David Lennon is an award-winning columnist and author who has been a staff writer at Newsday since 1991.
David Einhorn, who popped up again Monday at Citi Field, was wearing a blue Mets cap as he watched batting practice. But as a man who's made his billions betting against the success of stocks, it's not difficult to figure out what Einhorn must be rooting for as he enters into an agreement to buy a minority stake in this critically wounded franchise.
Einhorn needs the Mets to lose -- and lose big -- if the reports about his path to a controlling interest in the team prove to be accurate. For his $200-million buy-in, Einhorn immediately will receive between 25 and 49 percent of the Mets for starters, and then reportedly could gobble up 60 percent in three years if principal owner Fred Wilpon is unable to block it by repaying him the original investment.
In other words, Einhorn would appear to profit from the demise of Wilpon, and that goes a long way toward explaining why the shrewd manager of an $8-billion hedge fund has decided to get involved in the financial misadventures of the Mets' current owners.
Einhorn is not arriving as a savior. His $200 million already is earmarked for the Mets' operating costs and substantial debt. It's essentially an infusion of cash to keep the Wilpons afloat -- but just long enough to sink over the next three years, if not sooner.
This is not about Einhorn ponying up the money to keep Jose Reyes. Just the opposite. He'd be more than happy if the Mets keep trotting out Triple-A lineups the way they did Monday night, when the only difference between them and the low-budget Pirates was the color of the uniforms.
Einhorn had no interest in blowing sunshine around Citi Field before the game. Standing near the on-deck circle, he was asked point-blank if he could assure Mets fans that the next few years will not be a "slow slide down to oblivion" from a financial standpoint.
"I can't make any such assurance," Einhorn said. "It will be what it will be, you know? It's not that people aren't going to try really hard to avoid that sort of a circumstance. But the future is uncertain and there's a wide range of possible outcomes of all sorts of things. That's true of life in general, and it's true in this circumstance as well."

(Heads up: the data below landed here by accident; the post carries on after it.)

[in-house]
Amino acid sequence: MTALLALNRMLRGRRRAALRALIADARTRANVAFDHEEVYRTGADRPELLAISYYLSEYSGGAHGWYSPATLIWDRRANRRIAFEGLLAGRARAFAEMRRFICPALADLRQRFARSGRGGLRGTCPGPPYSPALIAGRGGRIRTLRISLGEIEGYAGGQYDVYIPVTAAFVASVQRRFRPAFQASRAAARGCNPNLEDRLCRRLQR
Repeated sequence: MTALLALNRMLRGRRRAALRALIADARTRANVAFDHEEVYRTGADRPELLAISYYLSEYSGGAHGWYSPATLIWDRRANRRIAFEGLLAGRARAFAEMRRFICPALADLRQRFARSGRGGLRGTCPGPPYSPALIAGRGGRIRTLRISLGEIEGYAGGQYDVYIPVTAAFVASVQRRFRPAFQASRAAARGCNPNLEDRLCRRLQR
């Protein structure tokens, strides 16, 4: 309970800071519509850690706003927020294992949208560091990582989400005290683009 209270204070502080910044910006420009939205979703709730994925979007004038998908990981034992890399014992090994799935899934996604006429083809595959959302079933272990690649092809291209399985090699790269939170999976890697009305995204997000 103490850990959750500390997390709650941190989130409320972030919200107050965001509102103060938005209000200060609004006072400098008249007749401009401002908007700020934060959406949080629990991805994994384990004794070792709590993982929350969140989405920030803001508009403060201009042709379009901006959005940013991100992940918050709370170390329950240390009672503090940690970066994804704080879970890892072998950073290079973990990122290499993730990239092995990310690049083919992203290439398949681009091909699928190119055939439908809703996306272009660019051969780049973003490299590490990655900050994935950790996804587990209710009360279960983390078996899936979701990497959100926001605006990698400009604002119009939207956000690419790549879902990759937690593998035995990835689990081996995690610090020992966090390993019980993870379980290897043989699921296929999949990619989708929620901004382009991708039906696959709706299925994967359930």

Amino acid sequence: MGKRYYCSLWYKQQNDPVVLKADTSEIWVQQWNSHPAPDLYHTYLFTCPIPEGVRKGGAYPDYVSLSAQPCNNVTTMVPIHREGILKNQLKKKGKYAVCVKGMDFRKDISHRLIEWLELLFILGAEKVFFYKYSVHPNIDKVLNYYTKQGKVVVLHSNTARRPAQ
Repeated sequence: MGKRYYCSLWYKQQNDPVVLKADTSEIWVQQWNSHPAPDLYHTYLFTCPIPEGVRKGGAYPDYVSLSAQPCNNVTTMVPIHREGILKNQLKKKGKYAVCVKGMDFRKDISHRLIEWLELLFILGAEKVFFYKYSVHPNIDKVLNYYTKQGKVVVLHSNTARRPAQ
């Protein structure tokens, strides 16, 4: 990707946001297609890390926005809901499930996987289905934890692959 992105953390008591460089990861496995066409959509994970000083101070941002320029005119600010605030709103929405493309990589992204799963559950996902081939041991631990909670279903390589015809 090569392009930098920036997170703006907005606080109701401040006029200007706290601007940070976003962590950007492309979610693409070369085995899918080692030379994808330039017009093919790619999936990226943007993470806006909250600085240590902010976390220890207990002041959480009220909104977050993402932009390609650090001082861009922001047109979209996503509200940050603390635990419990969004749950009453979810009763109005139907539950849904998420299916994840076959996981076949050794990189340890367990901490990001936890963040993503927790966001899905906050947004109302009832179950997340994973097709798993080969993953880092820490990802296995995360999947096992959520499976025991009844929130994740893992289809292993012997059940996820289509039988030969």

As in, "Good luck, Freddy. We'll touch base again in 2014 so I know when to move my stuff into the big office."
With that comment, Einhorn -- who once finished 18th in the World Series of Poker -- may have tipped his hand. He's not interested in seeing the Mets rebound this year, next year or the one after that. His best-case scenario is a nuclear winter in Flushing: a mediocre team (or worse) combined with a barren ballpark that would reduce Wilpon's revenue stream to a trickle.
As Einhorn mentioned, "The future is uncertain." But he's been pretty good at predicting it, and you don't need a crystal ball to see that Wilpon is facing some steep odds. Einhorn's bailout fund doesn't even begin to scratch the surface of Irving Picard's $1-billion lawsuit, which threatens to torpedo Wilpon long before the three-year timetable comes up.
During Monday's visit, Einhorn looked like someone sizing up a new home.
On the field, the shorthanded Mets had Willie Harris leading off, Daniel Murphy batting cleanup and Ruben Tejada taking the place of Jose Reyes at shortstop. When Einhorn was asked for impressions of his prospective roster, he did not go the same route as Wilpon did last week in The New Yorker. "I don't have anything to say about the team at this point," Einhorn said.
The fact that he was even standing at Citi Field on a sunny May afternoon said everything you needed to know.